The slope pattern uses the normal of a surface to calculate the slope at a given point. It then
creates the pattern value dependent on the slope and optionally the altitude. It can be used for pigments, normals and
textures, but not for media densities. For pigments the syntax is:
pigment {
slope {
<Direction> [, Lo_slope, Hi_slope ]
[ altitude <Altitude> [, Lo_alt, Hi_alt ]]
}
[PIGMENT_MODIFIERS...]
}
The slope value at a given point is dependent on the angle between the <Direction> vector and
the normal of the surface at that point. For example:  When the surface normal points in the opposite direction
of the <Direction> vector (180 degrees), the slope is 0.0.  When the surface normal is
perpendicular to the <Direction> vector (90 degrees), the slope is 0.5.  When the surface
normal is parallel to the <Direction> vector (0 degrees), the slope is 1.0.
When using the simplest variant of the syntax:
slope { <Direction> }
the pattern value for a given point is the same as the slope value. <Direction> is a
3dimensional vector and will usually be <0,1,0> for landscapes, but any direction can be used.
By specifying Lo_slope and Hi_slope you get more control:
slope { <Direction>, Lo_slope, Hi_slope }
Lo_slope and Hi_slope specifies which range of slopes are used, so you can control which
slope values return which pattern values. Lo_slope is the slope value that returns 0.0 and Hi_slope
is the slope value that returns 1.0.
For example, if you have a height_field and <Direction> is set to <0,1,0> ,
then the slope values would only range from 0.0 to 0.5 because height_fields cannot have overhangs. If you do not
specify Lo_slope and Hi_slope , you should keep in mind that the texture for the flat
(horizontal) areas must be set at 0.0 and the texture for the steep (vertical) areas at 0.5 when designing the
texture_map. The part from 0.5 up to 1.0 is not used then. But, by setting Lo_slope and Hi_slope
to 0.0 and 0.5 respectively, the slope range will be stretched over the entire map, and the texture_map can then be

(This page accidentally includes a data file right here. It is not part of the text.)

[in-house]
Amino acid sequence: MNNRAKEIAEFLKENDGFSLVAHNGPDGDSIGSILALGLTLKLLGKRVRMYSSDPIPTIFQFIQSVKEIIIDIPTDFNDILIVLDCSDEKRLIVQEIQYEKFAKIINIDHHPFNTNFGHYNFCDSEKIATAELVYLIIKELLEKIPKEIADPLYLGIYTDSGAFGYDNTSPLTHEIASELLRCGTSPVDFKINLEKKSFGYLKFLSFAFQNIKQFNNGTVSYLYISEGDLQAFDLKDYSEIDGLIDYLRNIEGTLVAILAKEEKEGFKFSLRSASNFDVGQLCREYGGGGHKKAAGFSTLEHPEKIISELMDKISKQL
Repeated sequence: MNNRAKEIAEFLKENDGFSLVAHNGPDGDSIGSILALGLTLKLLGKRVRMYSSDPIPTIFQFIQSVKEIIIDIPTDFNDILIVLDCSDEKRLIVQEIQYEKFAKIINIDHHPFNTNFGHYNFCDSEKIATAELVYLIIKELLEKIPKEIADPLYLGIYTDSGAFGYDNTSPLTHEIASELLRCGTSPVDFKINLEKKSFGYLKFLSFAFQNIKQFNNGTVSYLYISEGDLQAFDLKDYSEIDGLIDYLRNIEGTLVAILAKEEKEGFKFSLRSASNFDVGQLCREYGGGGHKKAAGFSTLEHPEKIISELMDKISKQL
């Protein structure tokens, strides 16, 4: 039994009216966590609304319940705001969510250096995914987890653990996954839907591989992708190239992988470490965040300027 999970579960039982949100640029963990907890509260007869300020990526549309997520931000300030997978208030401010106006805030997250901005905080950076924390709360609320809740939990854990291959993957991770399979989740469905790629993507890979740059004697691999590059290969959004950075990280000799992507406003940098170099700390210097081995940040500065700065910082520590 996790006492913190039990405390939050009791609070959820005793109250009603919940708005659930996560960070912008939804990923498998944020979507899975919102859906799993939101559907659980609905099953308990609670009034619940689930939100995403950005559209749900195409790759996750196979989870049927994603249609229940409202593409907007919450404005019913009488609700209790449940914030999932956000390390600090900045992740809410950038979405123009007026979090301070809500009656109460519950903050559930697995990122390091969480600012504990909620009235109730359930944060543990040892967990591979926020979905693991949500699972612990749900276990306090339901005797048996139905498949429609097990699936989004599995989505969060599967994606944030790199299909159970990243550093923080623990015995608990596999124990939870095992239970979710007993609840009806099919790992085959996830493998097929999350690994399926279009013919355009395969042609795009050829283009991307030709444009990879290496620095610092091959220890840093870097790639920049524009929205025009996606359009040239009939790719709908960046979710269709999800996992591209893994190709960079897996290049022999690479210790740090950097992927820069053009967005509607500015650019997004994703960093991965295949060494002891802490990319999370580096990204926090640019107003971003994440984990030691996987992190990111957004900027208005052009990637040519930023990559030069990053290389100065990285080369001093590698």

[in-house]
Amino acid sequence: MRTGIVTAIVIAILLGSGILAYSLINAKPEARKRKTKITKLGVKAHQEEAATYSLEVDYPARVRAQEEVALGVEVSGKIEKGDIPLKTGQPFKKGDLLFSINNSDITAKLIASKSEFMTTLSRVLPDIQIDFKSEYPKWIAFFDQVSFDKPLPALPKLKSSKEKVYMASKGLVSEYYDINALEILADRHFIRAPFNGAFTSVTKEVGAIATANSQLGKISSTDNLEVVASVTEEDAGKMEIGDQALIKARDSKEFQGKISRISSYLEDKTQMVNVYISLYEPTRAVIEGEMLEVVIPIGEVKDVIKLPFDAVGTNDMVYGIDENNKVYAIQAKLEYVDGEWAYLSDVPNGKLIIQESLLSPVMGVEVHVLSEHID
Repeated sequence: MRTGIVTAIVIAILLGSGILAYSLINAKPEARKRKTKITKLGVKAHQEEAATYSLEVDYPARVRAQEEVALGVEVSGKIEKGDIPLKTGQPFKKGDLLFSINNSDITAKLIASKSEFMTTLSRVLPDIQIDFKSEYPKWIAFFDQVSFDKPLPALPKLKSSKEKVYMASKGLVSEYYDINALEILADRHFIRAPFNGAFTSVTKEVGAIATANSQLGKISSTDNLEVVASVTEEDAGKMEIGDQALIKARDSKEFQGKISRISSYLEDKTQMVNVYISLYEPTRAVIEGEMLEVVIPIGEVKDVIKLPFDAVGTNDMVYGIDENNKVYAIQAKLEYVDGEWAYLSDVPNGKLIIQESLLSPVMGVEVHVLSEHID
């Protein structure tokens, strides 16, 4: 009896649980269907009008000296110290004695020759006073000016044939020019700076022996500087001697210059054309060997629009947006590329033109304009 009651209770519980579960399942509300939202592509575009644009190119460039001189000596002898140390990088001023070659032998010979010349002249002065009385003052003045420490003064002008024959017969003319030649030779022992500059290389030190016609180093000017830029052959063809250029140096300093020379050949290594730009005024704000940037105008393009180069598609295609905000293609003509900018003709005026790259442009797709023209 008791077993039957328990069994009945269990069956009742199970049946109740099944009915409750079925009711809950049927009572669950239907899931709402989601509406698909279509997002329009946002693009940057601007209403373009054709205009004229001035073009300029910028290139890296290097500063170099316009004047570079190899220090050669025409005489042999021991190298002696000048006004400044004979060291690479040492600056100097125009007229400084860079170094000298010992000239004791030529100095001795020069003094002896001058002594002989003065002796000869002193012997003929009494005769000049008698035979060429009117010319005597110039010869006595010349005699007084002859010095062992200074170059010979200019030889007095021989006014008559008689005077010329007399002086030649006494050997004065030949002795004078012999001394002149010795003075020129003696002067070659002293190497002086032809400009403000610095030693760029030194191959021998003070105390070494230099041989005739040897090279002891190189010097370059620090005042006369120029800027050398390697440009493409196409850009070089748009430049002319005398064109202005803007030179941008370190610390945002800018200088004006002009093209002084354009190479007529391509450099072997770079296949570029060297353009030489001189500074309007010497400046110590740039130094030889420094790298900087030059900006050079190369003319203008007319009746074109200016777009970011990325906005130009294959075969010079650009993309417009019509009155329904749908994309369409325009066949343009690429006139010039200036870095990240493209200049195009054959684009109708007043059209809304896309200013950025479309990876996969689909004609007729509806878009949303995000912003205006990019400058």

defined from 0.0 to 1.0.
By adding an optional <Altitude> vector:
slope {
<Direction>
altitude <Altitude>
}
the pattern will be influenced not only by the slope but also by a special gradient. <Altitude>
is a 3dimensional vector that specifies the direction of the gradient. When <Altitude> is
specified, the pattern value is a weighted average of the slope value and the gradient value. The weights are the
lengths of the vectors <Direction> and <Altitude> . So if <Direction>
is much longer than <Altitude> it means that the slope has greater effect on the results than the
gradient. If on the other hand <Altitude> is longer, it means that the gradient has more effect on
the results than the slope.
When adding the <Altitude> vector, the default gradient is defined from 0 to 1 units along the
specified axis. This is fine when your object is defined within this range, otherwise a correction is needed. This can
be done with the optional Lo_alt and Hi_alt parameters:
slope {
<Direction>
altitude <Altitude>, Lo_alt, Hi_alt
}
They define the range of the gradient along the axis defined by the <Altitude> vector.
For example, with an <Altitude> vector set to y and an object going from 3 to 2 on the y axis,
the Lo_alt and Hi_alt parameters should be set to 3 and 2 respectively.
Note:

You may use the turbulence keyword inside slope pattern definitions but it may cause unexpected results.
Turbulence is a 3dimensional distortion of a pattern. Since slope is only defined on surfaces of objects, a
3dimensional turbulence is not applicable to the slope component. However, if you are using altitude, the altitude
component of the pattern will be affected by turbulence.

If your object is larger than the range of altitude you have specified, you may experience unexpected
discontinuities. In that case it is best to adjust the
Lo_alt and Hi_alt values so they fit
to your object.

The slope pattern does not work for the sky_sphere, because the sky_sphere is a background feature and does not
have a surface. similarly, it does not work for media densities.